2-7 June 2019
Simon Fraser University
America/Vancouver timezone
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The nucleation of ZnO nanowires on sputter deposited metal substrates

3 Jun 2019, 14:30
15m
SCP 8445.2 (Simon Fraser University)

SCP 8445.2

Simon Fraser University

Oral Competition (Graduate Student) / Compétition orale (Étudiant(e) du 2e ou 3e cycle) Condensed Matter and Materials Physics / Physique de la matière condensée et matériaux (DCMMP-DPMCM) M2-11 Materials synthesis and characterization II (DCMMP) | Synthèse et caractérisation de matériaux II (DPMCM)

Speaker

Mr Christopher Coutts (Simon Fraser University)

Description

ZnO is a II-VI semiconductor with a wide bandgap of 3.37 eV. This makes it a good candidate for transparent solar cells and for near-ultraviolet LEDs. In the following, a Ta/Ru/Au thin film is sputter deposited on a (110) Si substrate as a seed layer. The Ta layer appears to be amorphous while the orientation of the deposited metal films is found to be Ru (001), Au (111) by X-ray diffraction. This allows for epitaxial c-axis ZnO nanowire (NW) growth by metalorganic chemical vapour deposition at temperatures from 400˚ - 600˚ C. Such growth may be independent of substrate choice, as the orientation of the metallic seed layers will depend only on the characteristics of the amorphous Ta layer. Transmission electron microscopy (TEM) and XRD are used to demonstrate c-axis growth of ZnO on the deposited metal film. Scanning electron microscopy shows densely packed NWs. The height and separation increase with growth temperature while the misalignment increases with growth temperature. This is corroborated by rocking curve measurements which show increasing FWHM with growth temperature.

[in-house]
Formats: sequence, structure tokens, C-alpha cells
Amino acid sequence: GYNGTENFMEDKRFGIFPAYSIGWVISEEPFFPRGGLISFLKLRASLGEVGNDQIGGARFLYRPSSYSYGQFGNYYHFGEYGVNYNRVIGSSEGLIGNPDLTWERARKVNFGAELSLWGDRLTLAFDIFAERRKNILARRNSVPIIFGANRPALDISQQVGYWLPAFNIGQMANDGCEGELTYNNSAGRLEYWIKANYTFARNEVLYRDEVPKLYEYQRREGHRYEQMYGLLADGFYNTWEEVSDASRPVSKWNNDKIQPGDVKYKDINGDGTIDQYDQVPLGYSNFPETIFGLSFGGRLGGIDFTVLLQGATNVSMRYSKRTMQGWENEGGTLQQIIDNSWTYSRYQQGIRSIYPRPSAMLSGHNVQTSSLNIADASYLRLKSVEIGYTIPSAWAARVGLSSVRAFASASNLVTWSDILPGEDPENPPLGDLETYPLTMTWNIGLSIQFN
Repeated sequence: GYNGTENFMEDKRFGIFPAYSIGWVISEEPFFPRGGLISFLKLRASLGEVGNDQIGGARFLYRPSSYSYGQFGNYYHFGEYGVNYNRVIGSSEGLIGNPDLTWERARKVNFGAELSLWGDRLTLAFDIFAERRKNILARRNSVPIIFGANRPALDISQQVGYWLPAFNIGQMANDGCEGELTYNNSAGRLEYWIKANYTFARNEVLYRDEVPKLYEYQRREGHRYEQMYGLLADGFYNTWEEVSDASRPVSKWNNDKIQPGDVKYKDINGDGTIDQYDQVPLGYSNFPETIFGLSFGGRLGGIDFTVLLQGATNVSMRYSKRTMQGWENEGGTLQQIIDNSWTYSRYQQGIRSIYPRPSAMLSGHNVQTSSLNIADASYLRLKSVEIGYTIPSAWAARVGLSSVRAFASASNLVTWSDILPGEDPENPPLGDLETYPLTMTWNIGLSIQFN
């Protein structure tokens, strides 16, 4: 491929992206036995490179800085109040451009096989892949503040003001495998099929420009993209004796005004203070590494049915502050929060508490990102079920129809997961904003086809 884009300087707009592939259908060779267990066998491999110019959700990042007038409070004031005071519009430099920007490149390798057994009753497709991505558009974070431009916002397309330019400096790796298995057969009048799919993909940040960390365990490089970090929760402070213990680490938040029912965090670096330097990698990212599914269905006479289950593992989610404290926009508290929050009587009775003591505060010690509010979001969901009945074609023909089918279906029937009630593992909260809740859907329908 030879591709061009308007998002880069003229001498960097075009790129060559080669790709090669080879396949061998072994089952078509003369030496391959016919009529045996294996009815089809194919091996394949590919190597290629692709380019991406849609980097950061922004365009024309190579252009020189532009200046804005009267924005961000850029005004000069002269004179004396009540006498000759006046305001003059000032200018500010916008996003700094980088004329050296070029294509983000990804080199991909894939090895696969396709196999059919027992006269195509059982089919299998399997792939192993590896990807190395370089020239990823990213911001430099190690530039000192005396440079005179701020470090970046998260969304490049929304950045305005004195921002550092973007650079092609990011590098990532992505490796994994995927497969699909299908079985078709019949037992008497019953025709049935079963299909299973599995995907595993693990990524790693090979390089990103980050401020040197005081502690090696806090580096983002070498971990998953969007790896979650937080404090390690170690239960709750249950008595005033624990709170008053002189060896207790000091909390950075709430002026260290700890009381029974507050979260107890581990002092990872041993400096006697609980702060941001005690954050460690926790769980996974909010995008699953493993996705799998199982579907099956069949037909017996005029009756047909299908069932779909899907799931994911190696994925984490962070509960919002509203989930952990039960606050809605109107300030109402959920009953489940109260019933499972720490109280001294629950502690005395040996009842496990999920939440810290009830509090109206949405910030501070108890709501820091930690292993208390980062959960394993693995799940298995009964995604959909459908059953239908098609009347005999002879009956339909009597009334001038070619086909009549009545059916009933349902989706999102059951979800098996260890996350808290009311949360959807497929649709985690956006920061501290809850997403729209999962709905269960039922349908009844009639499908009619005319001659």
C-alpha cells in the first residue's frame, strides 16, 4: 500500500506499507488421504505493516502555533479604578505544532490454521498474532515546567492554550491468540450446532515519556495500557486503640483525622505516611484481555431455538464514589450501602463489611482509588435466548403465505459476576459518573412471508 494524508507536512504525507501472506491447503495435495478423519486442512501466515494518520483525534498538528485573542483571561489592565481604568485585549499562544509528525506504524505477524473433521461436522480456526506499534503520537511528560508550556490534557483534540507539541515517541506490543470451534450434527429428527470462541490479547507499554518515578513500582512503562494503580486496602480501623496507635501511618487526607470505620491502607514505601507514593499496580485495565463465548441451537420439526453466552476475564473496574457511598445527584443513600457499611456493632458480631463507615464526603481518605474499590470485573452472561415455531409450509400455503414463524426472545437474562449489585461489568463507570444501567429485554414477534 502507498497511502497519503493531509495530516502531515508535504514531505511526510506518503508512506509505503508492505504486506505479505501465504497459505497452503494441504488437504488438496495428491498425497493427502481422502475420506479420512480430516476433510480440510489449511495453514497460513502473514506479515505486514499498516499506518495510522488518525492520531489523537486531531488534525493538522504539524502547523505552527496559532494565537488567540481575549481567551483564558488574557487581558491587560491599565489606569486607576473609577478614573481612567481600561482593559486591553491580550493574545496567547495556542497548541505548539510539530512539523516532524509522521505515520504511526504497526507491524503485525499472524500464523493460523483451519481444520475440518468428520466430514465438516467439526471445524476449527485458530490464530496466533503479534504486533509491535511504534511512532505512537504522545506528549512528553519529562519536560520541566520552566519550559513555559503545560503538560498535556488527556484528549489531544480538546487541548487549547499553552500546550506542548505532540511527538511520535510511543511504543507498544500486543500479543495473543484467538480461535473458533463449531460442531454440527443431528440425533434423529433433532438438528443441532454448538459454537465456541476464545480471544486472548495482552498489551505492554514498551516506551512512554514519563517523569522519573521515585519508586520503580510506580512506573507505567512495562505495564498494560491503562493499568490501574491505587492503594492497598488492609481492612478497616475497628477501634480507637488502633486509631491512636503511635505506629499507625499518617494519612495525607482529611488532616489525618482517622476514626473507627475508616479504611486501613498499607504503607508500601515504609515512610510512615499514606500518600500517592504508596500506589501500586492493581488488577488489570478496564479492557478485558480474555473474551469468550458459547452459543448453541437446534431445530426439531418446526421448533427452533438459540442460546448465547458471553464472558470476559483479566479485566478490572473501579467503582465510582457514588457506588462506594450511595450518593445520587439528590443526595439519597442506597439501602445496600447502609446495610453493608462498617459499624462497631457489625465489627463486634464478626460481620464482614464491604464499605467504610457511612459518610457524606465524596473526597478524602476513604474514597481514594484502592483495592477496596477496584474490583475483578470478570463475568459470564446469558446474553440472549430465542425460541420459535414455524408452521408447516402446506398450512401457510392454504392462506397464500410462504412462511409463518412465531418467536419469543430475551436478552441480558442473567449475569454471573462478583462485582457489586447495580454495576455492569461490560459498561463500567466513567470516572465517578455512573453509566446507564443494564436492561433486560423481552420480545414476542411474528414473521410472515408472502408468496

Additionally, possible growth by vapour-liquid-solid (VLS) method is explored. Atomic force microscopy (AFM) shows the successful formation of liquid Au droplets on the substrate surface following exposure to Triethyl Gallium (TEGa) at temperature above the Au-Ga eutectic point. By adjusting length or flow rate of exposure the size, number, and height of nanoparticles can be controlled. Atomic force microscopy (AFM) shows that longer exposure (or higher flow) leads to fewer, larger particles of greater height on the substrate surface. Under VLS growth, this would allow tuneability of NW dimension and dispersion on the substrate surface. However, TEM and energy dispersive spectroscopy (EDS) indicate that higher temperature growths may be necessary to achieve NW growth by VLS.

Primary authors

Mr Christopher Coutts (Simon Fraser University) Dr Erol Girt (Simon Fraser University) Dr Simon Watkins (Simon Fraser University)

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